Once outside the city walls, we rode as a group. Sal and I bracketed Johianei as Iolaine led the others. I did feel pity for him. He had never been on a horse before. Though he had enjoyed it at first, I knew he would be hard pressed not to complain before dusk.

As we rode, Johianei told us of Marlkina. It sounded too incredible to be real. He also told us of our duties. We were to guard his life and property. He owned the viniare rights, but he only collected revenue from it. He was of a rank where he did not actually work. Apparently he spent most of his days at the palace. It suited us perfectly. He was one of the Jilhsaed's advisors. We could not have planned it better.

"We should give them a rest." I called a halt to our progress. We had not seen a single tree. The landscape was nothing but sand. It was about to get tedious.

As everyone walked the stiffness from his or her legs, Sal and I consulted the map. We were traveling in the right direction. The map showed a stream a day's ride from Creasinda and we planned to make that our first camp. In truth, water was scarce and I planned to stop whenever we came across even the smallest stream. Sal agreed.

"How is the boy holding up?" I asked Iolaine.

"He seems to be fairing well despite his tender area, jesisenia." He tried not to grin.

"And you?" Sal asked as she joined us.

"I am well, though a bit sore, jesisenia." He was following the protocol we had set for our disguise. "Shall I retrieve the trail rations?"

"Please." I answered. Travel always made me hunger.

Johianei's female servant provided him with food, so we did not offer ours. The four of us ate in a rough circle. The boy appreciated standing. We could tell he was still sore, he continued to rub himself. We felt no pity for him.

As soon as we had finished, we were back on the horses. We rode in the same arrangement as before. Johianei was open to questions, and we plied him with many. We soon learned that it rained rarely, women had the status of their fathers and then their husbands as a general rule, and the festival should contain at least one tirgeaur hunt. We were gladdened by the news of the hunt. He also informed us that although female warriors were rare, they were not unheard of in this region. Apparently the Jilhsaed's favorite guard was female. She had died for him during an attack seasons prior to our arrival.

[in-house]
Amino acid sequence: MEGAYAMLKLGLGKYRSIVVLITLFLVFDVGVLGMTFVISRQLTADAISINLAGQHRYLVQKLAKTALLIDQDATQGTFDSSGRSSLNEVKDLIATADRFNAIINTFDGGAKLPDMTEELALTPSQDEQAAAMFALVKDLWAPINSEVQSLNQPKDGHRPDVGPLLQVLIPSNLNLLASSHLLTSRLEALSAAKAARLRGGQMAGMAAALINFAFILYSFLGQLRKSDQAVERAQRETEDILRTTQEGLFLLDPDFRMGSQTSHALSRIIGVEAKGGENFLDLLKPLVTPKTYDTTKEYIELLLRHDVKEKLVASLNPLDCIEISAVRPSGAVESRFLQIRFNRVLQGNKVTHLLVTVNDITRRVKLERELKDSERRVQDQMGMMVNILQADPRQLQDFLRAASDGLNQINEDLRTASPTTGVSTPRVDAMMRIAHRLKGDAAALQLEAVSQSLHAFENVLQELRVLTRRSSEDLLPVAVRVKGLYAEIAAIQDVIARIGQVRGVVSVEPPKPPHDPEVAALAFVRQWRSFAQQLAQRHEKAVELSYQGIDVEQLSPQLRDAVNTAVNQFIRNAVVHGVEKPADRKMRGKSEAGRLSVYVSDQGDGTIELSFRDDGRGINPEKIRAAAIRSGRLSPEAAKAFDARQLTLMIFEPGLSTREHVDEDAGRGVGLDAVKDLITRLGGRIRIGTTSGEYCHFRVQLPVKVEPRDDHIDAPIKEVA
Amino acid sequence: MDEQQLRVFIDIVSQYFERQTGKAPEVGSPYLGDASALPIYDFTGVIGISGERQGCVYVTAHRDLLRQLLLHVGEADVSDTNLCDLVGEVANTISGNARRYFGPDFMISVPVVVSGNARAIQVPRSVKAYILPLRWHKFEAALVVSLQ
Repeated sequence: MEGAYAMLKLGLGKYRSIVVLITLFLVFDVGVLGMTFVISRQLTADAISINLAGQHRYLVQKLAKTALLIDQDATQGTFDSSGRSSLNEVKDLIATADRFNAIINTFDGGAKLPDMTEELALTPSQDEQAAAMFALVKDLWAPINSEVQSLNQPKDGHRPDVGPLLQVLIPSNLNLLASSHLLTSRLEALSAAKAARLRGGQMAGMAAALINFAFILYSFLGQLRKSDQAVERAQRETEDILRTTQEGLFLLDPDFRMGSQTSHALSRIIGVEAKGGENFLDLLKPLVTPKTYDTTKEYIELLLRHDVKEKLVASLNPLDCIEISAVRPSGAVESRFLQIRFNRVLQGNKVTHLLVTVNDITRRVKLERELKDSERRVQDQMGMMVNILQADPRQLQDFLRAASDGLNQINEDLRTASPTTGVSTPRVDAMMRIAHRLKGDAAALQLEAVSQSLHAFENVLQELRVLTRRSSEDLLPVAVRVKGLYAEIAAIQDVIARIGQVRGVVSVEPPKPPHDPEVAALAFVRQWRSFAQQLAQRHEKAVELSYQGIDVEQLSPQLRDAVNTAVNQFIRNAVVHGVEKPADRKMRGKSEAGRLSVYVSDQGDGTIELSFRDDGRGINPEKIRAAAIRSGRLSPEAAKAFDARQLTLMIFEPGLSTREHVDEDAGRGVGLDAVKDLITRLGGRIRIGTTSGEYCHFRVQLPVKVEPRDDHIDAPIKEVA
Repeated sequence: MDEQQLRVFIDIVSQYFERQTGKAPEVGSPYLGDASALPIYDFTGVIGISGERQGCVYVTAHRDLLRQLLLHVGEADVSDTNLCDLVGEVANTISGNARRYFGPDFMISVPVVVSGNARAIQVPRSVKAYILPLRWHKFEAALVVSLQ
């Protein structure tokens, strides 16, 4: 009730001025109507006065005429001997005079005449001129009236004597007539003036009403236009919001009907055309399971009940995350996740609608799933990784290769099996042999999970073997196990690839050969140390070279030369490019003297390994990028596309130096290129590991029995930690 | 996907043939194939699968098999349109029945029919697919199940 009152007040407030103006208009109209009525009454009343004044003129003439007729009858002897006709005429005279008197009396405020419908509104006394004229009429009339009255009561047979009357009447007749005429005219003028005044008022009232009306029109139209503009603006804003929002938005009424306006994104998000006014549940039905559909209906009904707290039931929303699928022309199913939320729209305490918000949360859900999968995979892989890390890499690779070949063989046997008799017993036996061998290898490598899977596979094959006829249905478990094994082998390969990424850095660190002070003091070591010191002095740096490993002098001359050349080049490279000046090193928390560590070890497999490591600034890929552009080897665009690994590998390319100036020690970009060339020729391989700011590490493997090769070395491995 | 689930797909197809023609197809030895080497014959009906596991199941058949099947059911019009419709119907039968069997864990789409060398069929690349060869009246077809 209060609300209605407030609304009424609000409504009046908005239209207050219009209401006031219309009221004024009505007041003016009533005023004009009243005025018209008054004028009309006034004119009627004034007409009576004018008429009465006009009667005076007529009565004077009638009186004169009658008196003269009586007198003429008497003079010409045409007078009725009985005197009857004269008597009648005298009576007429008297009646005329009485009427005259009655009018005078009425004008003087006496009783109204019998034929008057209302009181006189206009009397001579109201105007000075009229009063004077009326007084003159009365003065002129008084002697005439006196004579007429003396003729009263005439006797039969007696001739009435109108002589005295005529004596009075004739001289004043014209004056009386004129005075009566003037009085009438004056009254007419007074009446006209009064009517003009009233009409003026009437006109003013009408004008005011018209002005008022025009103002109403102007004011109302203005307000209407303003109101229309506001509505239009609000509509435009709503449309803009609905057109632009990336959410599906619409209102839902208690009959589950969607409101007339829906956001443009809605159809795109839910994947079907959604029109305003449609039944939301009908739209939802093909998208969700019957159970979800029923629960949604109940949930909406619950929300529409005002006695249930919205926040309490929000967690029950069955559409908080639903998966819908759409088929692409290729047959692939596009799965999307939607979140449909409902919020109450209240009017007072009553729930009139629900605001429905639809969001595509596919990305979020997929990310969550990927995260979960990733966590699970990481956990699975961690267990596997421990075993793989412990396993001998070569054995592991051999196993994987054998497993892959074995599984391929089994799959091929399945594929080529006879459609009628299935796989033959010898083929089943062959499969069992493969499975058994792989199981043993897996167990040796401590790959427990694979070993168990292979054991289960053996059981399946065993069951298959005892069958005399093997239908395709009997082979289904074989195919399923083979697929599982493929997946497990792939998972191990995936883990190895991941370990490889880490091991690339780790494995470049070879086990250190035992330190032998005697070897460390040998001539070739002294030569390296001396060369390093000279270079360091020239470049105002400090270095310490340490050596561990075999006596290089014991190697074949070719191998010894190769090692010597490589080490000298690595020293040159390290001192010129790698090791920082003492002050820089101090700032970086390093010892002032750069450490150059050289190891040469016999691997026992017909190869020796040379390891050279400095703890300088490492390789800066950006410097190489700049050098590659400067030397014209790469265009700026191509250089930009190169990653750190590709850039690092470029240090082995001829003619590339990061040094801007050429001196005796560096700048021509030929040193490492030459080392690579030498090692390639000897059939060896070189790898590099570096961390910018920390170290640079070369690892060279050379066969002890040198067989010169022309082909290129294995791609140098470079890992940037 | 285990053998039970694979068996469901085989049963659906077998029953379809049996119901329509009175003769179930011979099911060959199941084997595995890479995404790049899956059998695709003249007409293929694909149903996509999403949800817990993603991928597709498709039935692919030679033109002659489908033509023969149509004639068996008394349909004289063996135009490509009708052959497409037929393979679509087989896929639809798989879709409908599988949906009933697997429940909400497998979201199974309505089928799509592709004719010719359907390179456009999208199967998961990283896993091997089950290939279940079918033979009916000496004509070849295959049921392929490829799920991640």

We had been progressing faster than I had reckoned. We reached the stream before dark. I called a halt regardless. I wished a bath and the stream looked inviting. Iolaine started a fire with the little brush available while Sal and I set our bedrolls near the fire. We had remembered to get ones for Sevianth and Iolaine, but left those for them to put where they would.

"Boy." I called him over. He was walking in small circles to ease the stiffness in his legs. "This is a sleeping roll. Place it close to one of ours, you shall help keep watch tonight." I decided I would watch with the boy so I could use the opportunity to teach him protocol.

"Yes jesisenia." He was still sullen. However, he did lay his bedroll next to mine.

"Fish?" Sal asked.

"Have you tongue to use as bait?" I teased her in our own language.

"Perhaps I shall use yours." She grinned. "We should be able to use trail meat. It should soften in water."

"We could forgo the string and toss them on shore." I grinned. I had not caught fish by hand since my youth.

"Like youngsters?" Sal grinned as well. "Agreed."

"Iolaine, do you know how to fish?" I asked him.

"No, jesisenia, I do not." He stood up.

"Then follow, remove your boots and bring the boy." Sal told him. "I shall inform faelida of dinner."

"Agreed. I shall show these two how to start."

I took my boots off and rolled my pants up to my knees. I made sure Sevianth and Iolaine did the same. Sal joined us as we were entering the water. I waited until she had removed her boots before showing the others how to choose places to seek fish. Iolaine was thrilled with this method. Even the boy showed signs of normalcy and seemed to enjoy it.

Johianei and his servants watched from the bank as Sal and I taught our "servants" to fish by hand. They were amused with our antics. Sal instructed Iolaine as I showed Sevianth. The first time he touched a fish he laughed and squealed. He also let it go. I laughed and showed him how to hold on to one. Soon we had several fish flopping on the bank.

We gathered the fish and showed Iolaine and the boy how to cleanse and filet them. Iolaine took over from there. He soon had fish frying in every available utensil. Johianei provided viniare and his female servant assisted Sal in hunting for edible roots. I left the boy to learn how to cook. He would learn better from Iolaine than from Sal or I.